Women And Investing

Mirriam Macwilliams on women in investing

 

 

 

 

 

 

 

 

Whether they know it or not, with the proper knowledge, women make very good investors.  This may come as a bit of a surprise to the average individual – it did for me – because when I began learning how to invest I attended quite a few seminars where there were obviously more males then females.  You begin to wonder whether this in fact is a male-dominated arena.

However as former National Director of Education for the US Stock Investors Club in the US, I myself was able to participate in such a study here in the US where our results indicated that women actually had a higher percent rate of return than men over the same period of time.

Since women then have a higher propensity for trading success then how can we involve women in the process of investing?  Let’s look at some of the reasons that keep women from investing:

Investing Process too Complicated

Studies have shown that women find the process of investing to be complicated.  This is certainly a valid concern.  Simple things such as opening a brokerage account may create an environment of fear for those who have no idea how to proceed.

Many seminars already in existence take for granted that individuals already have a basic fundamental understanding of the stock market and this is obviously not the case.  That is why there are now more seminars popping up that are devoted to teaching women the basics of investing.  A definite step in the right direction.

Not Enough Time to Devote to Investing

Women think that they need to devote many long hours to the process of making trading decisions when in fact that is not the case.  The investing process has evolved tremendously over the past few years alone.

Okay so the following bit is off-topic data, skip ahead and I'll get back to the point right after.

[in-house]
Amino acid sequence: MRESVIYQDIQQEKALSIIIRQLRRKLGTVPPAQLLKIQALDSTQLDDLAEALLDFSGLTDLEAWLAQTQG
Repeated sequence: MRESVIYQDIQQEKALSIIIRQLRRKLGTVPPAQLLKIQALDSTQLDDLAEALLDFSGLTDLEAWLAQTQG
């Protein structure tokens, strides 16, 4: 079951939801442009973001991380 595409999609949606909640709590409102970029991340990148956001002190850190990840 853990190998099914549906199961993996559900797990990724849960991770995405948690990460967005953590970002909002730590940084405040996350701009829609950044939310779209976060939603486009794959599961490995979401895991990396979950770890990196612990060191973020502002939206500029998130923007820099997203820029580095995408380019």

Investing has become a much more simplified process then even when I began investing because of the ease of acquiring information (as is now provided through the Internet) and the proliferation of investing tools are that are again designed to streamline the investing process.

In reality, the longer your time horizon in a particular stock the least amount of monitoring is actually involved.  So anyone with just 60-minutes a week can learn to become a successful trader.

Fear of Loss

Based on my studies the number one reason that keeps women from investing is the fear of loss.  I can certainly relate here too because when I began investing in the stock market in the US we were in a predominantly bullish market environment where stocks for the most part increased in price.  They would have their occasional pullbacks however the uptrend would resume and people where able to very quickly make large some of money.

However this was not my experience.  I did lose money – for almost two years before I began to understand how money is made in the market.

One of the questions I sent out to members of the US Stock Investors Club was: when they closed out a trade whether they were pleased with the fact that they made money or whether they were pleased with the fact that they did not lose money.

The larger percent of the women respondents indicated they were pleased they did not lose money.  In contracts, however, the male respondents indicated that they were pleased that they made money.  Therein lies the difference between the genders – risk versus reward.

Because of my initial negative experience in trading I realized I needed to step back, reassess and develop a trading plan.  One that enabled me to know precisely when was the good time to buy the stock and then again when it would be a good time to sell that stock.

My trading plan incorporated money management principles that focused on my ability to protect my investment capital while it was in the market.

My personal trading philosophy became not on the return I would expect on the trade but rather on the loss I might experience hence — the preservation of my capital became my primary focus.

So believe it or not – the fear of losing money is the very reason that makes women good investors!